At my age and with my income, I don't expect ever to visit Bayreuth. But I don't feel bad about this, given what Wagner's descendants have been doing to his operas. Of all theaters on earth, this should be the one where the composer's own conceptions of what his works mean are treated with the greatest respect, with the attempt to realize those conceptions in imaginative and powerful ways utilizing the latest theatrical technology.

We'll see that, when direction of the festival is assumed by people with more reverence for Wagner's genius than his own family has.
 

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Love it. Thanks guys :tiphat: :)
 

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We'll see that, when direction of the festival is assumed by people with more reverence for Wagner's genius than his own family has.
I wonder if the tradition of the Wagner family managing the Festspielhaus will even continue. I mean, Katharina is unmarried and childless, and that is not likely to change (another one of these "career women"). When she dies, will there be anyone else from the Wagner family to continue, or will the Wagner bloodline completely die out?
 

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I wonder if the tradition of the Wagner family managing the Festspielhaus will even continue. I mean, Katharina is unmarried and childless, and that is not likely to change (another one of these "career women"). When she dies, will there be anyone else from the Wagner family to continue, or will the Wagner bloodline completely die out?
It might be a good thing if it did. Another great grandson of Wagner, Gottfried, has virtually disowned his ancestry and made it his life's mission to go around the world denouncing his family and making certain that the names Wagner and Hitler remain inseparable. It's obviously some form of self-flagellation, a penance for the dreadful burden of guilt he's bearing by accident of birth and must continually try to exorcise. He needs to prove that he's not one of "them" - those Wagners.

Obviously it's still tough to be a Wagner and it would probably be for the best if no one had to do it any more. Maybe only then would the ludicrous effort to "de-Wagnerize" the operas end. I'm not holding my breath, though.
 

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^ I think it is not entirely the fault of Gottfried or any other one of the Wagners. It is as much a fault of our screwed-up society with its even more screwed-up values, where the noble and the beautiful is put down, and degeneracy of all sorts is praised. If the world was right, the Wagners would have been treated like royalty and would have worn their name and origins with pride as they should. I actually start to get some respect for Winifred. She was tough and proud, no power in the world could break her.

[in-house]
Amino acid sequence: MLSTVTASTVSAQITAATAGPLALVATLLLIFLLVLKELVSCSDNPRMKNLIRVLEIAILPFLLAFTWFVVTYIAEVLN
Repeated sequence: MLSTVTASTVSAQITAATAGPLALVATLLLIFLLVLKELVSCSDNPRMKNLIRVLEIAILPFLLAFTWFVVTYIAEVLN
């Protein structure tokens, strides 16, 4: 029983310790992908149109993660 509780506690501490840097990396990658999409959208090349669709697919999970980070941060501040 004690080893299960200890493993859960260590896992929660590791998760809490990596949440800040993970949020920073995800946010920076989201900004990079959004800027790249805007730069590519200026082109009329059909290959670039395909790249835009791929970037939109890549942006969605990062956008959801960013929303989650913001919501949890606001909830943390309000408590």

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^ I think it is not entirely the fault of Gottfried or any other one of the Wagners. It is as much a fault of our screwed-up society with its even more screwed-up values, where the noble and the beautiful is put down, and degeneracy of all sorts is praised. If the world was right, the Wagners would have been treated like royalty and would have worn their name and origins with pride as they should. I actually start to get some respect for Winifred. She was tough and proud, no power in the world could break her.
I wouldn't quarrel with your thoughts about the world and it's values, but the case of Bayreuth and the Wagner family involves specific issues and the latest generation of Wagners isn't handling them well. Winifred doesn't matter any more, and history is history; Bayreuth was made into something it should not have been, but it has long since ceased to be that. Wieland's abstract productions of the '50s and '60s were, in addition to whatever artistic excellence they exhibited, a sufficient cleansing ritual, and now it's past time the theater was returned to its original function of actually presenting Wagner: not "old-fashioned" productions, but performances that allow the composer-dramatist to speak for himself - which he's quite capable of doing - rather than "reinterpretations" that say more about our hangups and fetishes than about the timeless, archetypal human situations that he expresses with penetration and power. That was, after all, his goal, and we should be allowed to decide for ourselves how well he succeeded at it.
 

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^ I think it is not entirely the fault of Gottfried or any other one of the Wagners. It is as much a fault of our screwed-up society with its even more screwed-up values, where the noble and the beautiful is put down, and degeneracy of all sorts is praised. If the world was right, the Wagners would have been treated like royalty and would have worn their name and origins with pride as they should. I actually start to get some respect for Winifred. She was tough and proud, no power in the world could break her.
I think most people can agree with that premise, but then what one person considers 'degeneracy,' 'nobility,' and 'beauty' in art, politics, and music may not coincide with another person's ethical and aesthetic evaluations- especially when it comes to the staging of Wagner's great masterpieces.

I think as a clarification, one should state what type of productions and directors one is for- like in Woodduck's post above.